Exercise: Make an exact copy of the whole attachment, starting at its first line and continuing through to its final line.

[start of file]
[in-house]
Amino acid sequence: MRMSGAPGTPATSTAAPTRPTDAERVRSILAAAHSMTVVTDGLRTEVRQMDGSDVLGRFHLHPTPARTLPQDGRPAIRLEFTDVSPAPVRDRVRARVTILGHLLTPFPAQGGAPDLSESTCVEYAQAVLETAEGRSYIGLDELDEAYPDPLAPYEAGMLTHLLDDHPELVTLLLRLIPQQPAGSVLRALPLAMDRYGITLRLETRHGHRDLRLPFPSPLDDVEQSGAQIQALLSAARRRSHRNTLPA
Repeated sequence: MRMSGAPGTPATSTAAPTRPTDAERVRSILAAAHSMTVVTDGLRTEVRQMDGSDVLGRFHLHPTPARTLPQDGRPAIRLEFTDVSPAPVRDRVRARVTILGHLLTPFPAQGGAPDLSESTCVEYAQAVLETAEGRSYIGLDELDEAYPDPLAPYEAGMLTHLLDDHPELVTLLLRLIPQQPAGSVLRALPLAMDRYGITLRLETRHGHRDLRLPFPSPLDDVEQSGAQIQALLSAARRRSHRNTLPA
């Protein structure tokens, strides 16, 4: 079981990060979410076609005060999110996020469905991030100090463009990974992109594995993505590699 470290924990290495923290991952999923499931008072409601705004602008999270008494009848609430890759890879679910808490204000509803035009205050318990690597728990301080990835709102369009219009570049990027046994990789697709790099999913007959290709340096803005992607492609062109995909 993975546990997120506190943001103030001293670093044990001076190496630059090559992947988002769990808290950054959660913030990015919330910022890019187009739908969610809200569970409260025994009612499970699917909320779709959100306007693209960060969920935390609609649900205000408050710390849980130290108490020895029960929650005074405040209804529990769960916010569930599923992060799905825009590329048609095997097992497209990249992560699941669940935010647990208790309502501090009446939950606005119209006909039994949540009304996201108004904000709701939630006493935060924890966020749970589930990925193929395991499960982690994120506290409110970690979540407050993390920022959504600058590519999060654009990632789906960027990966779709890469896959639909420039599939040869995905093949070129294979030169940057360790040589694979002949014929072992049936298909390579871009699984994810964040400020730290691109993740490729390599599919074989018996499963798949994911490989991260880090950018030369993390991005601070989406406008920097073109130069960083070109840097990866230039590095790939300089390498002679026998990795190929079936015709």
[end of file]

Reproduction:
[in-house]
Amino acid sequence: MRMSGAPGTPATSTAAPTRPTDAERVRSILAAAHSMTVVTDGLRTEVRQMDGSDVLGRFHLHPTPARTLPQDGRPAIRLEFTDVSPAPVRDRVRARVTILGHLLTPFPAQGGAPDLSESTCVEYAQAVLETAEGRSYIGLDELDEAYPDPLAPYEAGMLTHLLDDHPELVTLLLRLIPQQPAGSVLRALPLAMDRYGITLRLETRHGHRDLRLPFPSPLDDVEQSGAQIQALLSAARRRSHRNTLPA
Repeated sequence: MRMSGAPGTPATSTAAPTRPTDAERVRSILAAAHSMTVVTDGLRTEVRQMDGSDVLGRFHLHPTPARTLPQDGRPAIRLEFTDVSPAPVRDRVRARVTILGHLLTPFPAQGGAPDLSESTCVEYAQAVLETAEGRSYIGLDELDEAYPDPLAPYEAGMLTHLLDDHPELVTLLLRLIPQQPAGSVLRALPLAMDRYGITLRLETRHGHRDLRLPFPSPLDDVEQSGAQIQALLSAARRRSHRNTLPA
């Protein structure tokens, strides 16, 4: 079981990060979410076609005060999110996020469905991030100090463009990974992109594995993505590699 470290924990290495923290991952999923499931008072409601705004602008999270008494009848609430890759890879679910808490204000509803035009205050318990690597728990301080990835709102369009219009570049990027046994990789697709790099999913007959290709340096803005992607492609062109995909 993975546990997120506190943001103030001293670093044990001076190496630059090559992947988002769990808290950054959660913030990015919330910022890019187009739908969610809200569970409260025994009612499970699917909320779709959100306007693209960060969920935390609609649900205000408050710390849980130290108490020895029960929650005074405040209804529990769960916010569930599923992060799905825009590329048609095997097992497209990249992560699941669940935010647990208790309502501090009446939950606005119209006909039994949540009304996201108004904000709701939630006493935060924890966020749970589930990925193929395991499960982690994120506290409110970690979540407050993390920022959504600058590519999060654009990632789906960027990966779709890469896959639909420039599939040869995905093949070129294979030169940057360790040589694979002949014929072992049936298909390579871009699984994810964040400020730290691109993740490729390599599919074989018996499963798949994911490989991260880090950018030369993390991005601070989406406008920097073109130069960083070109840097990866230039590095790939300089390498002679026998990795190929079936015709």